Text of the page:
446 F.3d 984 (9th Cir. 2006), 05-16504, E. & J. Gallo Winery v. Andina Licores S.A.

Docket Nº:05-16504.
Citation:446 F.3d 984
Party Name:E. & J. GALLO WINERY, Plaintiff-Appellant, v. ANDINA LICORES S.A., Defendant-Appellee.
Case Date:May 01, 2006
Court:United States Courts of Appeals, Court of Appeals for the Ninth Circuit
 
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446 F.3d 984 (9th Cir. 2006)

E. & J. GALLO WINERY, Plaintiff-Appellant,

v.

ANDINA LICORES S.A., Defendant-Appellee.

No. 05-16504.

United States Court of Appeals, Ninth Circuit.

May 1, 2006

Argued and Submitted Feb. 15, 2006.

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[Copyrighted Material Omitted]

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Tod L. Gamlen, Keith L. Wurster, Baker & McKenzie LLP, Palo Alto, CA, for appellant E & J Gallo Winery.

Sean T. O'Rourke, Borton Petrini & Conron, Fresno, CA, for appellee Andina Licores, S.A.

Appeal from the United States District Court for the Eastern District of California; Anthony W. Ishii, District Judge, Presiding. D.C. No. CV-05-00101-AWI.

Before J. CLIFFORD WALLACE, MICHAEL DALY HAWKINS, and SIDNEY R. THOMAS, Circuit Judges.

OPINION

WALLACE, Circuit Judge.

E & J Gallo Winery (Gallo) appeals from the district court's denial of a preliminary injunction to enjoin Andina Licores S.A. (Andina) from proceeding with litigation in Ecuador. We have jurisdiction over this interlocutory appeal pursuant to 28 U.S.C. § 1292(a)(1). We reverse and

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remand to the district court with instructions to grant the injunction.

I

Gallo, a large winery headquartered in Modesto, California, entered into a distributorship agreement with Andina Licores CIA LTDA, a wine and liquor distributor headquartered in Guayaquil, Ecuador, in 1978. The distributor later changed its structure to become a corporation and changed its name to Andina Licores, S.A, the defendant-appellee in this appeal.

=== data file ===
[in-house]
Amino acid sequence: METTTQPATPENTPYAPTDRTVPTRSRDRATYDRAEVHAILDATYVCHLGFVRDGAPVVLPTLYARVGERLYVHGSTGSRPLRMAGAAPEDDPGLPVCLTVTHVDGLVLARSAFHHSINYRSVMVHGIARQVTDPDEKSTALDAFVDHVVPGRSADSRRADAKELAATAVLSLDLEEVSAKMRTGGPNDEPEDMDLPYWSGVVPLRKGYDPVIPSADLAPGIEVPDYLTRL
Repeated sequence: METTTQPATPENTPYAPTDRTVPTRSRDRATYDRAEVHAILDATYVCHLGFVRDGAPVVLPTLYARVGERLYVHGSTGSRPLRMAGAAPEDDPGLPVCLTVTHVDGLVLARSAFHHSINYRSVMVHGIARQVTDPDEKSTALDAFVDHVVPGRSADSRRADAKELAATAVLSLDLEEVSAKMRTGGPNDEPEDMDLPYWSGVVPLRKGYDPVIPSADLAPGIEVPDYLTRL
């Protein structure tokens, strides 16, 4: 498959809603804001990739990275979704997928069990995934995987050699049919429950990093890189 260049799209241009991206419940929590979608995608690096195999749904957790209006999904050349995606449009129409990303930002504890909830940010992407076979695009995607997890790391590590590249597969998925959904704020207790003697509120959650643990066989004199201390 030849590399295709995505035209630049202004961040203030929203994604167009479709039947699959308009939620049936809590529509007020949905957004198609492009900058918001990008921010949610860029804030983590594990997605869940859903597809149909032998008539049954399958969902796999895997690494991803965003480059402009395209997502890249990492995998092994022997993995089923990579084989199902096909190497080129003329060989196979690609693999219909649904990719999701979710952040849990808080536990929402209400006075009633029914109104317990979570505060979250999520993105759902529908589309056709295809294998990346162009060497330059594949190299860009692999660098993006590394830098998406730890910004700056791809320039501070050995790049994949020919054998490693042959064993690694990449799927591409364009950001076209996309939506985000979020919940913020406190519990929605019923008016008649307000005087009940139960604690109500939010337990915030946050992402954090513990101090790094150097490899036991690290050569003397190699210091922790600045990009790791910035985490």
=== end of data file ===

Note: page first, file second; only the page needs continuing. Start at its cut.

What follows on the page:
In 1987, Gallo and Andina executed an updated distributorship agreement, in which Andina was substituted for its predecessor-in-interest. Both the 1987 Agreement and the 1978 Agreement have the same forum selection and choice-of-law clauses in favor of California:

This agreement is entered into under the laws of the State of California, U.S.A., and shall be construed thereunder, and any cause of action arising between the parties, whether under this agreement or otherwise, shall be brought only in a court having jurisdiction and venue at the home office of Winery.

In April and May 2004, Gallo and Andina exchanged letters over various disputes, including whether Gallo had delivered three shipments late and whether Andina was an exclusive distributor of Gallo products. In July 2004, Andina appeared before the Sixth Civil Court in Guayaquil in connection with its dispute with Gallo. Although Gallo had identified its Ecuadorian lawyer in an April 19, 2004 letter to Andina, and although Andina and Gallo had been in a contractual relationship for over twenty-five years, Andina represented to the court that it did not know Gallo's whereabouts in Ecuador. For this reason, Andina asked the court to appoint a "curador": a guardian to act as counsel for Gallo and to appear for Gallo in any proceedings that Andina might file. Strangely, Andina was allowed to choose this guardian, and Andina selected Rita Yepez de Maher (Yepez), an attorney who apparently had only been admitted to practice law five months earlier. In support of its application to appoint Yepez as curador, Andina was required to provide affidavits of two people who could swear to Yepez's reliability and could recommend her. Andina submitted the affidavits of a day laborer and a student.